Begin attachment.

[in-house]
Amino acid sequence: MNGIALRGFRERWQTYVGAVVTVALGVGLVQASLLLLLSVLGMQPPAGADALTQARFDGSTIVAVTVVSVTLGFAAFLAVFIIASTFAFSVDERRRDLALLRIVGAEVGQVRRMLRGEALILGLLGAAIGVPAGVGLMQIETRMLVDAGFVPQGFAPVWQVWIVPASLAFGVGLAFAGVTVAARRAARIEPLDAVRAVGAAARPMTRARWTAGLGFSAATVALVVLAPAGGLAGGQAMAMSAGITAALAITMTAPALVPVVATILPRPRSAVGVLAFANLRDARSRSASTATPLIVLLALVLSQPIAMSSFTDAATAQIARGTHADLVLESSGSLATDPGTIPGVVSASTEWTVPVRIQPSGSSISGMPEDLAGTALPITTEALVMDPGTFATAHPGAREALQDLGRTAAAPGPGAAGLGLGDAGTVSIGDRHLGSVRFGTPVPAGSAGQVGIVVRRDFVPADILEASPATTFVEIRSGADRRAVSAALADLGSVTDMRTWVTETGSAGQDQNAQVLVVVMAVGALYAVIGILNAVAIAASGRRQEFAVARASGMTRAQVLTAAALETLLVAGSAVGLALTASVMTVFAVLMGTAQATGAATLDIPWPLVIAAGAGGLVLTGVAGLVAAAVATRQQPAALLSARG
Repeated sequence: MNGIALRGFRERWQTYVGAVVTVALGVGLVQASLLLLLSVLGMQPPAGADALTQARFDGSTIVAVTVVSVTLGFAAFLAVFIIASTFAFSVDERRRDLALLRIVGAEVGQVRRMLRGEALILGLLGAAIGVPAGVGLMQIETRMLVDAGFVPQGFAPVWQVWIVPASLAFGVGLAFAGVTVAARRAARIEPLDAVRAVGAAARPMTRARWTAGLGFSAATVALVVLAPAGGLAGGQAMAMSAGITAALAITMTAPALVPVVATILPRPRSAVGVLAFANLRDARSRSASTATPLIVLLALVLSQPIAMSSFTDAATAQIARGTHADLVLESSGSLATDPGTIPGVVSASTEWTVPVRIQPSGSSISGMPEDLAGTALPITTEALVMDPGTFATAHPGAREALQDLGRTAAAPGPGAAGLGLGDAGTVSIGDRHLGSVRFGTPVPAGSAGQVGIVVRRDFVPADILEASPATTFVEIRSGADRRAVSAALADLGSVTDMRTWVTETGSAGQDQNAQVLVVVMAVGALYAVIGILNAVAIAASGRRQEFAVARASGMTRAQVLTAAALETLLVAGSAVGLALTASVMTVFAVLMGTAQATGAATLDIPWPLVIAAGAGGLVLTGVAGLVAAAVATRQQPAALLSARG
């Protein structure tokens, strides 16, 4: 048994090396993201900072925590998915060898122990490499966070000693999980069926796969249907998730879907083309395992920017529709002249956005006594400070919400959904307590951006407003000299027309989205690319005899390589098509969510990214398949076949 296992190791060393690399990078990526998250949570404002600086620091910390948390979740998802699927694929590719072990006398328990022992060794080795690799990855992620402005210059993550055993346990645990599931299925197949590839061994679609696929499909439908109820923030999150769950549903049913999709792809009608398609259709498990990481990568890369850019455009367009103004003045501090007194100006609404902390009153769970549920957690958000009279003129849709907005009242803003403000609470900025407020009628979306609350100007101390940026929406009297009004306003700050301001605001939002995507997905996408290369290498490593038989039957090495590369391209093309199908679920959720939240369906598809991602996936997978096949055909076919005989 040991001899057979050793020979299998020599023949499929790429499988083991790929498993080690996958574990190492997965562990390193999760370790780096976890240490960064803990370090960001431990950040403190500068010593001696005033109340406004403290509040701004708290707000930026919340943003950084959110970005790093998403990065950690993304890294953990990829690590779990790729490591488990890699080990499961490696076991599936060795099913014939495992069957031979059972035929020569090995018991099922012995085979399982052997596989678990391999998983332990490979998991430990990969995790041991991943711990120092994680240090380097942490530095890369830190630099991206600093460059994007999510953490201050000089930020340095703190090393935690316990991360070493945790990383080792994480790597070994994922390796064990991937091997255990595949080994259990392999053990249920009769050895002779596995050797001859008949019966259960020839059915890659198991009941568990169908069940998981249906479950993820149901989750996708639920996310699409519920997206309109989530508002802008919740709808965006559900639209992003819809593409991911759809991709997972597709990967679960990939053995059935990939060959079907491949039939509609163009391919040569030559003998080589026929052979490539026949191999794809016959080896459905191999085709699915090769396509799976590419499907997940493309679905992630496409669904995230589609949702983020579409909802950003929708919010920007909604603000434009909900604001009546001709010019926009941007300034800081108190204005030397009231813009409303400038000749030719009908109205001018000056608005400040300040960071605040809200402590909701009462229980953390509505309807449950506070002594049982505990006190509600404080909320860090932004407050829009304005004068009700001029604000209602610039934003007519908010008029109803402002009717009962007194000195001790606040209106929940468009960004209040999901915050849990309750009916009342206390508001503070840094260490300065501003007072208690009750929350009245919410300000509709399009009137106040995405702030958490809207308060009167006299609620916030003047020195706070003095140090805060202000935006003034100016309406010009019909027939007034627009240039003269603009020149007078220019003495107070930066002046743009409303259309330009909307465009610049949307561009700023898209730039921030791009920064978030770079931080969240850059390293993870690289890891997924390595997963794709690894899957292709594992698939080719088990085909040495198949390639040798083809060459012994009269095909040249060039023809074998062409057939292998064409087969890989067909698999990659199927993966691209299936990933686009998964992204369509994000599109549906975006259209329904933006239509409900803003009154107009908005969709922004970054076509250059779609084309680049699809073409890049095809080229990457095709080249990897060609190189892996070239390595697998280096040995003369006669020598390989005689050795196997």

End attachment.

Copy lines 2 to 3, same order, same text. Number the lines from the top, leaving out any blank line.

Amino acid sequence: MNGIALRGFRERWQTYVGAVVTVALGVGLVQASLLLLLSVLGMQPPAGADALTQARFDGSTIVAVTVVSVTLGFAAFLAVFIIASTFAFSVDERRRDLALLRIVGAEVGQVRRMLRGEALILGLLGAAIGVPAGVGLMQIETRMLVDAGFVPQGFAPVWQVWIVPASLAFGVGLAFAGVTVAARRAARIEPLDAVRAVGAAARPMTRARWTAGLGFSAATVALVVLAPAGGLAGGQAMAMSAGITAALAITMTAPALVPVVATILPRPRSAVGVLAFANLRDARSRSASTATPLIVLLALVLSQPIAMSSFTDAATAQIARGTHADLVLESSGSLATDPGTIPGVVSASTEWTVPVRIQPSGSSISGMPEDLAGTALPITTEALVMDPGTFATAHPGAREALQDLGRTAAAPGPGAAGLGLGDAGTVSIGDRHLGSVRFGTPVPAGSAGQVGIVVRRDFVPADILEASPATTFVEIRSGADRRAVSAALADLGSVTDMRTWVTETGSAGQDQNAQVLVVVMAVGALYAVIGILNAVAIAASGRRQEFAVARASGMTRAQVLTAAALETLLVAGSAVGLALTASVMTVFAVLMGTAQATGAATLDIPWPLVIAAGAGGLVLTGVAGLVAAAVATRQQPAALLSARG
Repeated sequence: MNGIALRGFRERWQTYVGAVVTVALGVGLVQASLLLLLSVLGMQPPAGADALTQARFDGSTIVAVTVVSVTLGFAAFLAVFIIASTFAFSVDERRRDLALLRIVGAEVGQVRRMLRGEALILGLLGAAIGVPAGVGLMQIETRMLVDAGFVPQGFAPVWQVWIVPASLAFGVGLAFAGVTVAARRAARIEPLDAVRAVGAAARPMTRARWTAGLGFSAATVALVVLAPAGGLAGGQAMAMSAGITAALAITMTAPALVPVVATILPRPRSAVGVLAFANLRDARSRSASTATPLIVLLALVLSQPIAMSSFTDAATAQIARGTHADLVLESSGSLATDPGTIPGVVSASTEWTVPVRIQPSGSSISGMPEDLAGTALPITTEALVMDPGTFATAHPGAREALQDLGRTAAAPGPGAAGLGLGDAGTVSIGDRHLGSVRFGTPVPAGSAGQVGIVVRRDFVPADILEASPATTFVEIRSGADRRAVSAALADLGSVTDMRTWVTETGSAGQDQNAQVLVVVMAVGALYAVIGILNAVAIAASGRRQEFAVARASGMTRAQVLTAAALETLLVAGSAVGLALTASVMTVFAVLMGTAQATGAATLDIPWPLVIAAGAGGLVLTGVAGLVAAAVATRQQPAALLSARG